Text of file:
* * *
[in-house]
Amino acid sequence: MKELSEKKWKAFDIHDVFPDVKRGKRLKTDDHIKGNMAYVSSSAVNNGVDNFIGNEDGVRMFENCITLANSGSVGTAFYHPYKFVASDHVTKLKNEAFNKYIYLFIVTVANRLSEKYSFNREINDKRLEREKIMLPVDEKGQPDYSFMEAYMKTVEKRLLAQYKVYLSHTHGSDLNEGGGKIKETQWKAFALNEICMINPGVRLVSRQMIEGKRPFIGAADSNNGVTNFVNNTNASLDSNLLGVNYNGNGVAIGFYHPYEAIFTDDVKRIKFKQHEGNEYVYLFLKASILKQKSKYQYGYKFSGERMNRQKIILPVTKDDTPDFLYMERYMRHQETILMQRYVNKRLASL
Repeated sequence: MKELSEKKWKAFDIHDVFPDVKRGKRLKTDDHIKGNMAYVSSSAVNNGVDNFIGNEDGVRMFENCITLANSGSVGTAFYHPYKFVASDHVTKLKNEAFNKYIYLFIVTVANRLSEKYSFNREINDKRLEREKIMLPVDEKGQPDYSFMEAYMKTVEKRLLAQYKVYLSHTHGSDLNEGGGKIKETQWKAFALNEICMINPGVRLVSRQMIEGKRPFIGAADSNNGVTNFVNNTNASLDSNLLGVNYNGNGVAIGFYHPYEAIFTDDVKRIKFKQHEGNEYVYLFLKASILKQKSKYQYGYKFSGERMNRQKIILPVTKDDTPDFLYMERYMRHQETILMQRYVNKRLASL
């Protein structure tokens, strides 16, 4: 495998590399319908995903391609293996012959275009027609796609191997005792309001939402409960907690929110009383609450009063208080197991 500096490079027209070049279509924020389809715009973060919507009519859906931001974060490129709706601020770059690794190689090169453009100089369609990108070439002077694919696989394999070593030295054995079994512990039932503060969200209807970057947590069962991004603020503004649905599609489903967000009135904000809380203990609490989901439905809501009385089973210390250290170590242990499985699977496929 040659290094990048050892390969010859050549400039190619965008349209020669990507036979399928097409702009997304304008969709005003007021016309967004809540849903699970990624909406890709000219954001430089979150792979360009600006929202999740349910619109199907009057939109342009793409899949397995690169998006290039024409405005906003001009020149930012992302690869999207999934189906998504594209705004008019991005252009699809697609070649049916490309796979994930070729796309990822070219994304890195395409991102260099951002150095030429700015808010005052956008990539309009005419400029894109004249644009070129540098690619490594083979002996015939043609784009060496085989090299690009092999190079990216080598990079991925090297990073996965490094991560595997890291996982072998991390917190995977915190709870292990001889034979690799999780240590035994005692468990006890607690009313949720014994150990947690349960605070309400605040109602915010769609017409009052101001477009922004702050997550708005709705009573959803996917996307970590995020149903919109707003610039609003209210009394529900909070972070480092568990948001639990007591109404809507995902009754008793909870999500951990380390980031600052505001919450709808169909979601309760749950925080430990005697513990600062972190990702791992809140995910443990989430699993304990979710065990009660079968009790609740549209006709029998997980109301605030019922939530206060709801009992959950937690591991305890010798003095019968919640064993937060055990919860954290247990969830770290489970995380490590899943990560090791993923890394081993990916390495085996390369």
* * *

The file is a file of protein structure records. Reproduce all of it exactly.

[in-house]
Amino acid sequence: MKELSEKKWKAFDIHDVFPDVKRGKRLKTDDHIKGNMAYVSSSAVNNGVDNFIGNEDGVRMFENCITLANSGSVGTAFYHPYKFVASDHVTKLKNEAFNKYIYLFIVTVANRLSEKYSFNREINDKRLEREKIMLPVDEKGQPDYSFMEAYMKTVEKRLLAQYKVYLSHTHGSDLNEGGGKIKETQWKAFALNEICMINPGVRLVSRQMIEGKRPFIGAADSNNGVTNFVNNTNASLDSNLLGVNYNGNGVAIGFYHPYEAIFTDDVKRIKFKQHEGNEYVYLFLKASILKQKSKYQYGYKFSGERMNRQKIILPVTKDDTPDFLYMERYMRHQETILMQRYVNKRLASL
Repeated sequence: MKELSEKKWKAFDIHDVFPDVKRGKRLKTDDHIKGNMAYVSSSAVNNGVDNFIGNEDGVRMFENCITLANSGSVGTAFYHPYKFVASDHVTKLKNEAFNKYIYLFIVTVANRLSEKYSFNREINDKRLEREKIMLPVDEKGQPDYSFMEAYMKTVEKRLLAQYKVYLSHTHGSDLNEGGGKIKETQWKAFALNEICMINPGVRLVSRQMIEGKRPFIGAADSNNGVTNFVNNTNASLDSNLLGVNYNGNGVAIGFYHPYEAIFTDDVKRIKFKQHEGNEYVYLFLKASILKQKSKYQYGYKFSGERMNRQKIILPVTKDDTPDFLYMERYMRHQETILMQRYVNKRLASL
């Protein structure tokens, strides 16, 4: 495998590399319908995903391609293996012959275009027609796609191997005792309001939402409960907690929110009383609450009063208080197991 500096490079027209070049279509924020389809715009973060919507009519859906931001974060490129709706601020770059690794190689090169453009100089369609990108070439002077694919696989394999070593030295054995079994512990039932503060969200209807970057947590069962991004603020503004649905599609489903967000009135904000809380203990609490989901439905809501009385089973210390250290170590242990499985699977496929 040659290094990048050892390969010859050549400039190619965008349209020669990507036979399928097409702009997304304008969709005003007021016309967004809540849903699970990624909406890709000219954001430089979150792979360009600006929202999740349910619109199907009057939109342009793409899949397995690169998006290039024409405005906003001009020149930012992302690869999207999934189906998504594209705004008019991005252009699809697609070649049916490309796979994930070729796309990822070219994304890195395409991102260099951002150095030429700015808010005052956008990539309009005419400029894109004249644009070129540098690619490594083979002996015939043609784009060496085989090299690009092999190079990216080598990079991925090297990073996965490094991560595997890291996982072998991390917190995977915190709870292990001889034979690799999780240590035994005692468990006890607690009313949720014994150990947690349960605070309400605040109602915010769609017409009052101001477009922004702050997550708005709705009573959803996917996307970590995020149903919109707003610039609003209210009394529900909070972070480092568990948001639990007591109404809507995902009754008793909870999500951990380390980031600052505001919450709808169909979601309760749950925080430990005697513990600062972190990702791992809140995910443990989430699993304990979710065990009660079968009790609740549209006709029998997980109301605030019922939530206060709801009992959950937690591991305890010798003095019968919640064993937060055990919860954290247990969830770290489970995380490590899943990560090791993923890394081993990916390495085996390369």